And I can’t say I disagree when people talk about getting Luiz and Nakamba on the pitch at the same time. I can certainly see that to close out games, if nothing else.
Wesley? Well, he’s obviously adjusting. But that little bit he worked just in and outside the box late on Saturday afternoon tells me he’s got the raw talent. We just aren’t linking up well with him, and probably need to find him quicker. I think he’s learning and has the mental toughness.
This remains my only regret of the window, not getting in a smaller striker who’ll either poach or run at defenders from the gap between lines and make them play off. Wes is going to have to get wise, and we’re going to have to get wise to him—not leave him so isolated. But as I’ve said before, there are others who’ve had chances they could and perhaps should’ve converted.
The other thing I’m seeing so far is dead balls. Spurs grabbed an equalizer off a corner to gain a draw they didn’t really deserve against City (because City could’ve easily had four or six on another day). Villa so far have failed to score off a set piece despite having a number of them, and haven’t really threatened much. That’s not to be negative (ie, long-ball-and-set-piece tactics). It’s just reality that those goals count the same as any others, and with players like Mings, Wes, and Engels, we should be able to count on nicking goals that way.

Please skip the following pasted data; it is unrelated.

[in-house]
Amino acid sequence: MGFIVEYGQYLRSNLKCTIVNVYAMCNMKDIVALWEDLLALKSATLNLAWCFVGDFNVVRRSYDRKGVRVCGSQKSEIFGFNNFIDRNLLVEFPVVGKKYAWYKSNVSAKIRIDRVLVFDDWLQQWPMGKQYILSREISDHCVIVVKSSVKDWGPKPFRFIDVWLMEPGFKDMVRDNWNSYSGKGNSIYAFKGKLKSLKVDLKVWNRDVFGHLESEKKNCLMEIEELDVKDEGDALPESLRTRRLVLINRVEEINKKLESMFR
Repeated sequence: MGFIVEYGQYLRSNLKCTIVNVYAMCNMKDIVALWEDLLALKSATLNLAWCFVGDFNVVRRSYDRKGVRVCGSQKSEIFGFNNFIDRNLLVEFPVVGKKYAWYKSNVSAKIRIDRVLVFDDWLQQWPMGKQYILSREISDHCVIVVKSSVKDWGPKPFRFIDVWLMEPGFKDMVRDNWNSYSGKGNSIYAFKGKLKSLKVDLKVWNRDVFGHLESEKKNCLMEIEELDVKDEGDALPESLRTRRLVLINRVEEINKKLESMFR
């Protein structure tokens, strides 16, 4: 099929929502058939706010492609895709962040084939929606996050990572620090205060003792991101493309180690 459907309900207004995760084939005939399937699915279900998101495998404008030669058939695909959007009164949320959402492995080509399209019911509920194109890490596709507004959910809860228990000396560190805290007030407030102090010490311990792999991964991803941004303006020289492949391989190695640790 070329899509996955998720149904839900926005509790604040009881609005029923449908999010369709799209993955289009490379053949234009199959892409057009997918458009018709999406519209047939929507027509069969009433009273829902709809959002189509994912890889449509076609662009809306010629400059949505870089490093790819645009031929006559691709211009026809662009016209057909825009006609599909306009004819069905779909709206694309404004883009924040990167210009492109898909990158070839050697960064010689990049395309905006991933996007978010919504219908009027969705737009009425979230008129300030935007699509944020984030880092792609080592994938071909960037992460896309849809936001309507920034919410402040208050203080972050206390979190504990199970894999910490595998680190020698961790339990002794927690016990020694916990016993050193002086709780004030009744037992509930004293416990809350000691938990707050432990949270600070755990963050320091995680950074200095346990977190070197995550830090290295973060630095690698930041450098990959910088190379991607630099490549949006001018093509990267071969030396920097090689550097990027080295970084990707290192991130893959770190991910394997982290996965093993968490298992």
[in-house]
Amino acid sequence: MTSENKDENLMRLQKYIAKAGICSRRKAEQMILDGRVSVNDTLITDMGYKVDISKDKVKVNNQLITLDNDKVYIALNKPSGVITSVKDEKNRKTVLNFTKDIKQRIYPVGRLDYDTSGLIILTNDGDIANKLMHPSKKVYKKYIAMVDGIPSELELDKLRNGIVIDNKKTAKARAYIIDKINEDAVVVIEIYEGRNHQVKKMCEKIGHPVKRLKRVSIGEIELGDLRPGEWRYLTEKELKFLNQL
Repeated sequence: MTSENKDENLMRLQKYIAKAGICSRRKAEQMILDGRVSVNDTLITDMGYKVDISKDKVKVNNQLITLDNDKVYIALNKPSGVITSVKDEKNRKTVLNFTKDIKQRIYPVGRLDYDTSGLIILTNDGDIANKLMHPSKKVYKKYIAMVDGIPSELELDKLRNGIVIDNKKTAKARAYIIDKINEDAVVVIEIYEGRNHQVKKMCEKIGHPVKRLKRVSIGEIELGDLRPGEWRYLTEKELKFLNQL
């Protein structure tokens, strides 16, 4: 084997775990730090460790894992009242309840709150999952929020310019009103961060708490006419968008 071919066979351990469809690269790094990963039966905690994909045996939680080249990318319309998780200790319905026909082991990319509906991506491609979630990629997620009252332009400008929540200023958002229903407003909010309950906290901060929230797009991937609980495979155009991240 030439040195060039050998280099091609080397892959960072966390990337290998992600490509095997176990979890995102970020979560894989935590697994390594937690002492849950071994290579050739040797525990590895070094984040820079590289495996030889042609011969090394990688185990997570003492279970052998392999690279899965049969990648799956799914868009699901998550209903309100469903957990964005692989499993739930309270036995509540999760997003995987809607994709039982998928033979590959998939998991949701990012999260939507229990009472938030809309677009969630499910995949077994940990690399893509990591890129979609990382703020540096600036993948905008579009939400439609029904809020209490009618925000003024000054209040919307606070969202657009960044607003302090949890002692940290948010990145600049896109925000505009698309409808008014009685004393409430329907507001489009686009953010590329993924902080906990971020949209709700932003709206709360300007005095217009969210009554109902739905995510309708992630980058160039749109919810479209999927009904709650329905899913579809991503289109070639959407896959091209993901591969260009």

Anyway. Stick with Luiz and let Jack stay further up. Press harder. Commit early and decisively. Give the new FBs a shot so the wingers have more threat to count on in the overlaps, pulling defenders and opening up space. Keep getting the wide men cutting in in the final third and find Wesley earlier. Stick with Mings and Engels. Simple.
Change in formation? I don’t doubt Deano will try it if he thinks it’ll work. He’s a pragmatic man, and I don’t think he’s particularly stubborn. At the same time, a manager has to have the courage of his convictions, and how far to take it can be a fine. So far, he’s been trying to get a combination of pace, strength (apart from Taylor/Targett), and experience on the pitch while Villa adjust and find their feet. He’s been looking for results and betting on understandings and cohesion. Can’t say I disagree, hasn’t been disastrous. Unlucky against Bournemouth, and a bit late making changes at Spurs. As some suggest, Smith might be waiting for the international break to truly tinker with things.
But I feel confident in saying that if Smith sticks and Villa don’t get at least a point from the Toffees, the calls for lineup changes will only get louder. We’ll soon see if Dean beats any of us to the punch.
Over to you.